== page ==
When Judges Rely on Unpublished Opinions

Timothy Kowal, Esq.
July 13, 2022

Lawyers in California courts may not rely on unpublished cases. But federal courts may. And California courts may rely on federal courts—even when the federal court relies on an unpublished California case. In Meza v. Pacific Bell Telephone Co. (D2d3 Jul. 12, 2022 case no. B317119) 2022 WL 2680080, that’s just what a California court did.

Meza filed a class action against his employer, Pac Bell, over meal and rest violations. The trial court denied class certification as to certain of the claims and Meza appealed from this order (among others).

The Court of Appeal reversed, finding that the claims were common among the class members. As part of its analysis, the court relied on a Ninth Circuit decision in Magadia v. Wal-Mart Associates, Inc. (9th Cir. 2021) 999 F.3d 668.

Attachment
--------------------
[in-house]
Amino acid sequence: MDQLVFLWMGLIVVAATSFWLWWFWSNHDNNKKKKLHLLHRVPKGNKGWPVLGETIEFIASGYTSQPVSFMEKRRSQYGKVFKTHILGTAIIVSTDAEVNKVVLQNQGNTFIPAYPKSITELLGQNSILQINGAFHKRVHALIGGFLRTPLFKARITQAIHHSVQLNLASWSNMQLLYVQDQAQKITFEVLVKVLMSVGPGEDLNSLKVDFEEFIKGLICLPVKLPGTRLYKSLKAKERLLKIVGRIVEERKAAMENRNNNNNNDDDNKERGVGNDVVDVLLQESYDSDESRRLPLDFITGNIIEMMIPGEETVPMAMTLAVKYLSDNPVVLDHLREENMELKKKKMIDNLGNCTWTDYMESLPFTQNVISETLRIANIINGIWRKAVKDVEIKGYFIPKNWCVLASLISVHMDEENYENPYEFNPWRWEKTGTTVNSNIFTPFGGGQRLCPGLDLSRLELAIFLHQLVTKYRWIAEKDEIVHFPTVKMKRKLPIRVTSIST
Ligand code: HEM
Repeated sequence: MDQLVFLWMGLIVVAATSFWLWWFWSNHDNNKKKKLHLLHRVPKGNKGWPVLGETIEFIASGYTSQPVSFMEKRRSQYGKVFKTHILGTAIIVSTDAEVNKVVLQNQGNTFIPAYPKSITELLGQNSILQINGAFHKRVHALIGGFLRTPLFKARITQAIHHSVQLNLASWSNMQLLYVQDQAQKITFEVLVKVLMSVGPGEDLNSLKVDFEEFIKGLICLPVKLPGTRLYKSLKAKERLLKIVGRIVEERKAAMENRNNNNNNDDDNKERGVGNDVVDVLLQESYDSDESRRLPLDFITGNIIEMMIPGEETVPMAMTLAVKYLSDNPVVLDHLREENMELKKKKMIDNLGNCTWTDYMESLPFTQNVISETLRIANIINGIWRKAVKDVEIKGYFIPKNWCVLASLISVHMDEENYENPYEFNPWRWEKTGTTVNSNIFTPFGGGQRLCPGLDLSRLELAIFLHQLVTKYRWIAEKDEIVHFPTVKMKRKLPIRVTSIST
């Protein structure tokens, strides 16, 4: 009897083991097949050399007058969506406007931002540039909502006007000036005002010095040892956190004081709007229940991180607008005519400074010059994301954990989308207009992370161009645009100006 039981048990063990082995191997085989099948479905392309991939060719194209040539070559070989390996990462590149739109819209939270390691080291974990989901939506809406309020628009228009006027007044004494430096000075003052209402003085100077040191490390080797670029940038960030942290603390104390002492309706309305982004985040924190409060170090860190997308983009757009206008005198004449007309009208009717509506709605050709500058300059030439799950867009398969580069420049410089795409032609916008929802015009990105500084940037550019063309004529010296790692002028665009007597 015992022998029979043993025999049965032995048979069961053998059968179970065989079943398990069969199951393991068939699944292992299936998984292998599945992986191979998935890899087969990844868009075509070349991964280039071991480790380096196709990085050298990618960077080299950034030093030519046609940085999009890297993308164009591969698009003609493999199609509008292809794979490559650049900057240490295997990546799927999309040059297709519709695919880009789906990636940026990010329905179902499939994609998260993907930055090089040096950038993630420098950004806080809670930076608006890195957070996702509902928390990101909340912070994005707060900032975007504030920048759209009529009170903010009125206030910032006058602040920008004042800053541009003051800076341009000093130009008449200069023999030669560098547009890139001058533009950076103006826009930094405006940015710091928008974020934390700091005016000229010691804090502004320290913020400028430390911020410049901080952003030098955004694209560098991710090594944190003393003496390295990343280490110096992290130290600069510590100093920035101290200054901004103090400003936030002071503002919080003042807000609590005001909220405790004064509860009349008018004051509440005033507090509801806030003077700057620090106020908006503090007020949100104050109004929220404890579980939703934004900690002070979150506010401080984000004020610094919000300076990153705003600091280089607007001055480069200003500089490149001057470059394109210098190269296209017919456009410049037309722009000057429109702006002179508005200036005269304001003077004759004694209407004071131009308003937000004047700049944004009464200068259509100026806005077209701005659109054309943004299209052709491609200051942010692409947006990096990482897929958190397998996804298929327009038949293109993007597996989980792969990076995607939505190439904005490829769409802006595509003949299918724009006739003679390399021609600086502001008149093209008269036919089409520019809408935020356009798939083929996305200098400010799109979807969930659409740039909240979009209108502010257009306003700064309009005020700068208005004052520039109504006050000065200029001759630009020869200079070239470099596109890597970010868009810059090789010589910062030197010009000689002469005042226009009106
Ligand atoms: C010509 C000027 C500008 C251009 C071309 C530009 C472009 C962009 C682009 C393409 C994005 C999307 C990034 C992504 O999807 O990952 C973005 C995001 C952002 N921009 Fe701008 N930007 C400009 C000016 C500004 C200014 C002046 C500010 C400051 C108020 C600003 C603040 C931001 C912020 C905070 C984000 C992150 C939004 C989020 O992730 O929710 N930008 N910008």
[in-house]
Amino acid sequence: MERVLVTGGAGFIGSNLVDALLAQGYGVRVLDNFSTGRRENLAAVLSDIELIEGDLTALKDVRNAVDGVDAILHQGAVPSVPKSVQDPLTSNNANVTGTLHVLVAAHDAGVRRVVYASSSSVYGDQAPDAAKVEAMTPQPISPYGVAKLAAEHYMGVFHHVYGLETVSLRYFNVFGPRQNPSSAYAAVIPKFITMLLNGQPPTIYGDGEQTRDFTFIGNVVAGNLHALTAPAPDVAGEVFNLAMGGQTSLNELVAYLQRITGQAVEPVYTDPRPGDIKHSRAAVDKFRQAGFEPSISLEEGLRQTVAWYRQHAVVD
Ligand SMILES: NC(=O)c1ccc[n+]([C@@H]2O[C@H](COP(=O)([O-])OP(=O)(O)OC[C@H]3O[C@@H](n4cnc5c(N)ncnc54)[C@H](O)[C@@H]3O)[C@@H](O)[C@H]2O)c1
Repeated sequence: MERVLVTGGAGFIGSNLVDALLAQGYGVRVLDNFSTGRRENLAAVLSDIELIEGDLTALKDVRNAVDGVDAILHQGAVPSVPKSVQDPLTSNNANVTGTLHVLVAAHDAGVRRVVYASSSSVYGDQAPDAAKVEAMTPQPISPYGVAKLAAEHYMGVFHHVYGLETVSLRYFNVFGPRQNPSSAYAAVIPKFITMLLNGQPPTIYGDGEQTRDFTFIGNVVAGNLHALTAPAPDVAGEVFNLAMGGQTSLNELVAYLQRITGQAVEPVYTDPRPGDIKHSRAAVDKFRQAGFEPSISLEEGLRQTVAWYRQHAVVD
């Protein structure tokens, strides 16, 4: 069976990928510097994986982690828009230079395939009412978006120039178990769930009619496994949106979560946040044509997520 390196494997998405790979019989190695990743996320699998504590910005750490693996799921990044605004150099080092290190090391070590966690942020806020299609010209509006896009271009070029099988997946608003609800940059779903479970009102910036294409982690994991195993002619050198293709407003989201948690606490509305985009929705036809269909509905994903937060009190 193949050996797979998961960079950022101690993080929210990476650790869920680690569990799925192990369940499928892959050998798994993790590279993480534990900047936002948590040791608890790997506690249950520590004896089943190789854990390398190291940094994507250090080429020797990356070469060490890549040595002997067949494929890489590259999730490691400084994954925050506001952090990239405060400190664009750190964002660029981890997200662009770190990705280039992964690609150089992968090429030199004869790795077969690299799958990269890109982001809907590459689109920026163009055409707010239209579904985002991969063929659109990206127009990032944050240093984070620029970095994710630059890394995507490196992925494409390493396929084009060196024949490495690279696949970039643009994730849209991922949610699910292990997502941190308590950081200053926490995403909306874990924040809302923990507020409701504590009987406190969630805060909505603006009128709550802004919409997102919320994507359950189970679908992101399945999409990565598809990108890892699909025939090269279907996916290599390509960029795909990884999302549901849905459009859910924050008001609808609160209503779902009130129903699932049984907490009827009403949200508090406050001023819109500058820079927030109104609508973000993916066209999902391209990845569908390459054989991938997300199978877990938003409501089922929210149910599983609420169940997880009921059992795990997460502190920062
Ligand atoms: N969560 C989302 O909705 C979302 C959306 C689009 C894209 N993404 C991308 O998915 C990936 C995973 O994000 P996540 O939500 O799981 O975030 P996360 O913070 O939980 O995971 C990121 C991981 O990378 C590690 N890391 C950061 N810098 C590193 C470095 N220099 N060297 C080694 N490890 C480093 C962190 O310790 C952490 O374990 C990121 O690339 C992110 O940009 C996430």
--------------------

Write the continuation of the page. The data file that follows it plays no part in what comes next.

But as the Meza court acknowledged, the Ninth Circuit relied on two unpublished California appellate decisions in its analysis of the issue. Meza further acknowledged that “we are not permitted to rely on such cases,” citing Airline Pilots Assn. Internat. v. United Airlines, Inc. (2014) 223 Cal.App.4th 706, 724, fn. 7. But, the resourceful court went on, “a federal court may do so,” citing Employers Ins. of Wausau v. Granite State Ins. Co. (9th Cir. 2003) 330 F.3d 1214, 1220, fn. 8.

This is one of the many ways courts commonly disregard the no-citation rule under California Rules of Court rule 8.1115. (I list more here and here.)

Tim Kowal is an appellate specialist certified by the California State Bar Board of Legal Specialization. Tim helps trial attorneys and clients win their cases and avoid error on appeal. He co-hosts the Cal. Appellate Law Podcast at www.CALPodcast.com, and publishes a newsletter of appellate tips for trial attorneys at www.tvalaw.com/articles. Contact Tim at tkowal@tvalaw.com or (714) 641-1232.

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